Discussion relating to the past and present operations of the NYC Subway, PATH, and Staten Island Railway (SIRT).

Moderator: GirlOnTheTrain

  by Passenger
Kamen Rider wrote:.. besides, the ADA is unconstitional.
Does that argument hold when the one who must comply is a public agency?
  by Kamen Rider
yes, the 14th amemdement clearly states that the government can't place one group of citizens above another. ADA puts disabled people on a pedistal.
  by Passenger
Oh. A nut.
  by Kamen Rider
It's "textualist", thank you very much.
  by neroden
I think "nut" sums it up pretty well.
  by neroden
I finally found the key stations list, though only thanks to some individual scanning it.

http://www.nyctransportationaccess.com/ ... -list.html

It's a weird list.

Of course other stations undergoing new construction or major overhaul will become accessible (separately from the key station requirement), but this provides the list of stations "in the works" for 2020.
  by Tony Clifton
ADA accessible stations are made that way as long as there is money in the MTA budget for it. If you look at the MTA committee meeting materials, you might be able to find information about ADA accessibility.
  by Jeff Smith
Elevators going in: TimesLedger.com

Let's keep the back and forth bickering to a minimum going forward, please?

Brief, fair-use:
Elevators coming to three Queens subway stations

The MTA board approved an amendment to the 2015-2019 capital plan to make 17 stations, including three in Queens, Americans with Disabilities Act compliant by installing elevators as well as redesigning stairwells and mezzanines to help the flow of people during busy hours.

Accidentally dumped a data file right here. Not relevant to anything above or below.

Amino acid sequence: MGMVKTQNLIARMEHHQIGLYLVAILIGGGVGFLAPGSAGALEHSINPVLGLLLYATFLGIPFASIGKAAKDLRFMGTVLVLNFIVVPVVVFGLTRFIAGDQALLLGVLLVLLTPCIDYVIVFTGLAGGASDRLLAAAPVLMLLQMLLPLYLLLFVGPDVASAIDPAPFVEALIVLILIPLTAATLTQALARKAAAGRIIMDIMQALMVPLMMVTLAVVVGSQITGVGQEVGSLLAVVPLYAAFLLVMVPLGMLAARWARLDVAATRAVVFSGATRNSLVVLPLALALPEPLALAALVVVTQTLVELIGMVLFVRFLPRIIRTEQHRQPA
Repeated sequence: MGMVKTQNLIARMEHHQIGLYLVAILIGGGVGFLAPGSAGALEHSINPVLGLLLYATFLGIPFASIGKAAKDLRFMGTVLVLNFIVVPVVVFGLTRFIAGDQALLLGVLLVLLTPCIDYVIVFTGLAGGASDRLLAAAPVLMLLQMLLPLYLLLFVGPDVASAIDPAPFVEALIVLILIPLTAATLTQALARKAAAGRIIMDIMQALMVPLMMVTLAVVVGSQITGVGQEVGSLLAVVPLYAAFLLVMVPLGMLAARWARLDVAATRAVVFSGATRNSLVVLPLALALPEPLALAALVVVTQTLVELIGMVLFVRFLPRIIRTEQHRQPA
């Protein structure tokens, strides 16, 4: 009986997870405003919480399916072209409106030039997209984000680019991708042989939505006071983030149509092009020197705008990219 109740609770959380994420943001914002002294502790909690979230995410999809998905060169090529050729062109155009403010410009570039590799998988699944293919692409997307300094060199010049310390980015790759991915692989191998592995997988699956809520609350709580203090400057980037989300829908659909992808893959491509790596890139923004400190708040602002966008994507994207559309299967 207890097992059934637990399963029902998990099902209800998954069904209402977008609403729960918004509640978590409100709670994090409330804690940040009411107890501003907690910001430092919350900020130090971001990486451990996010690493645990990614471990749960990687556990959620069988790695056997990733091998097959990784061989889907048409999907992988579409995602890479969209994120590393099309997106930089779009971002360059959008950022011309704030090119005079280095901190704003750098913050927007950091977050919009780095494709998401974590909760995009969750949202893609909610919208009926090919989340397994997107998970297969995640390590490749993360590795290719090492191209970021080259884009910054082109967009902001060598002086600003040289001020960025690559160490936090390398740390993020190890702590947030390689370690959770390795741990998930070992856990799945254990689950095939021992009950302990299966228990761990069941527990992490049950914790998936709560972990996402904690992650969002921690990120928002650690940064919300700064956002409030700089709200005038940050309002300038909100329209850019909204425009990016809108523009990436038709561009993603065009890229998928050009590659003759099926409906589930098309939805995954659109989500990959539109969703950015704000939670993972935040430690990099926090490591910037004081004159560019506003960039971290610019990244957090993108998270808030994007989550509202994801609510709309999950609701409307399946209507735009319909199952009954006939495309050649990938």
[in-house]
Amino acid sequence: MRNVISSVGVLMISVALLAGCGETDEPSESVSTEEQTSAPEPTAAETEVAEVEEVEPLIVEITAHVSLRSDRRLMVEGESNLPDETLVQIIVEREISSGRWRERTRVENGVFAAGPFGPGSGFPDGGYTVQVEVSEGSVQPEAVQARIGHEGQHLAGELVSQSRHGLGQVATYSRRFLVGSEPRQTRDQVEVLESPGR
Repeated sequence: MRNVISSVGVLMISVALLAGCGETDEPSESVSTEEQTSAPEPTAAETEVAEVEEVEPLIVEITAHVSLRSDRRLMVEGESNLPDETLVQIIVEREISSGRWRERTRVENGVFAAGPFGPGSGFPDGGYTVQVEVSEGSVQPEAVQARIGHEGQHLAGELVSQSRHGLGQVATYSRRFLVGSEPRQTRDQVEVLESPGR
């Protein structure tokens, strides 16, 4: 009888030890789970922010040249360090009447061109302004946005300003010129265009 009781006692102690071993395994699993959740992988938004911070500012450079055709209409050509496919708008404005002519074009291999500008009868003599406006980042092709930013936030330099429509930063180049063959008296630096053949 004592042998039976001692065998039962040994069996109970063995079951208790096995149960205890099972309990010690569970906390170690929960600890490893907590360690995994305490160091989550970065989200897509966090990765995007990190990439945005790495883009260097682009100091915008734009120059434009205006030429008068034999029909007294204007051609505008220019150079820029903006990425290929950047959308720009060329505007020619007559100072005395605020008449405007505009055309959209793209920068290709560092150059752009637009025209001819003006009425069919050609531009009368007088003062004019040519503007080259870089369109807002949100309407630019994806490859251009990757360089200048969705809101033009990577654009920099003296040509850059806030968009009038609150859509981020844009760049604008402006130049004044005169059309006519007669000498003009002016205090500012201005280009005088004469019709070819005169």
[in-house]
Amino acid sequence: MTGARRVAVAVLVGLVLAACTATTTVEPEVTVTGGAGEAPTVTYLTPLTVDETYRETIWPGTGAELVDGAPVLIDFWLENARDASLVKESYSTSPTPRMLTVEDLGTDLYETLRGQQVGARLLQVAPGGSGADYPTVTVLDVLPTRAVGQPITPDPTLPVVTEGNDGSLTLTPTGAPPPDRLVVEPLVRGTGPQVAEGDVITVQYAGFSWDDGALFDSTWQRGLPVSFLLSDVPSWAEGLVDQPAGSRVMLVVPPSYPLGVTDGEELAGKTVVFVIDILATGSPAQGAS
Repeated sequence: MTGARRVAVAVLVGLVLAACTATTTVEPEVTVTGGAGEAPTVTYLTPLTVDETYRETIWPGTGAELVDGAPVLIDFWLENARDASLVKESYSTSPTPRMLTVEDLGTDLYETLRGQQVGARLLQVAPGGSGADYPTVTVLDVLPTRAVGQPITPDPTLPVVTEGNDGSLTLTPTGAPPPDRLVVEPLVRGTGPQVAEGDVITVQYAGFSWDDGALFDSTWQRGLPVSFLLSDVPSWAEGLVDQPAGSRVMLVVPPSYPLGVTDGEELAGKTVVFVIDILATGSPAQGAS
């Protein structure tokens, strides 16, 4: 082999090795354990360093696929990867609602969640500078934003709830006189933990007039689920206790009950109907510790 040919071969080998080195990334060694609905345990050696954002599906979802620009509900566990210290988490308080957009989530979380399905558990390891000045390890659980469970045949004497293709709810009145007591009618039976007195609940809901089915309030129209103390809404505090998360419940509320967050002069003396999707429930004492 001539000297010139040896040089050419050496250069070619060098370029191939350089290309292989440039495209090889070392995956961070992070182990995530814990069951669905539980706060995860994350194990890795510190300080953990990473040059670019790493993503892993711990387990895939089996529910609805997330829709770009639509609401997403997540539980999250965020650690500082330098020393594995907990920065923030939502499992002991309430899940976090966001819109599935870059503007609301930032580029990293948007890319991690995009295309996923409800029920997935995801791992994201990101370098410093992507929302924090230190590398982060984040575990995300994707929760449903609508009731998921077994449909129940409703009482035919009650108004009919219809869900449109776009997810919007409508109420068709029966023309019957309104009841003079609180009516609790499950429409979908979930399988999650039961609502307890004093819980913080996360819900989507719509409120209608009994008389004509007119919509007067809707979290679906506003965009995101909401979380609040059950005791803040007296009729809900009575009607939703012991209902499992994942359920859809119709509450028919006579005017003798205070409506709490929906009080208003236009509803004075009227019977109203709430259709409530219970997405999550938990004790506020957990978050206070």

About $200 million will go toward elevators and other ADA accessible improvements to the Astoria Boulevard station on N/W lines, Court Square to the G line and the Woodhaven Boulevard stop on the J line.
The Astoria Boulevard station will have four elevators installed with two rising from the street to the elevated mezzanine and two more taking riders from the mezzanine up to the platforms.

The station will be closed in February 2019 for nine months as reconstruction brings improvements to the station along with the elevators.
The 2015-2019 capital plan already includes $400 million to replace 69 existing elevators and escalators, though the MTA did not confirm before press time whether the escalator at the Woodside-61st Street station which has been closed for extended periods of time for repeated repairs in the past year would be included.
  by Jeff Smith
MTA adds elevators at Astoria Boulevard: qchron.com
New York City Transit on Monday morning unveiled the long-awaited elevators at the Astoria Boulevard elevated subway station that serves the N and W lines.

Astoria Boulevard, opened in 1917, is the 117th station to be made accessible out of 472 under the Metropolitan Transportation Authority, and the 20th in Queens.

And while interim NYC Transit President Sarah Feinberg said in Astoria that the total would be up to 120 in the coming weeks, its far more ambitious plan of adding 70 in the next five years could be imperiled by billions of dollars’ worth of COVID-19-related financial losses — and great uncertainty over what Congress will do to help devastated mass transit systems across the country.
The R line station at 86th Street in Brooklyn is expected to become accessible this week, with two L train stations, Brooklyn’s Bedford Avenue and First Avenue in Manhattan, joining the roster in August.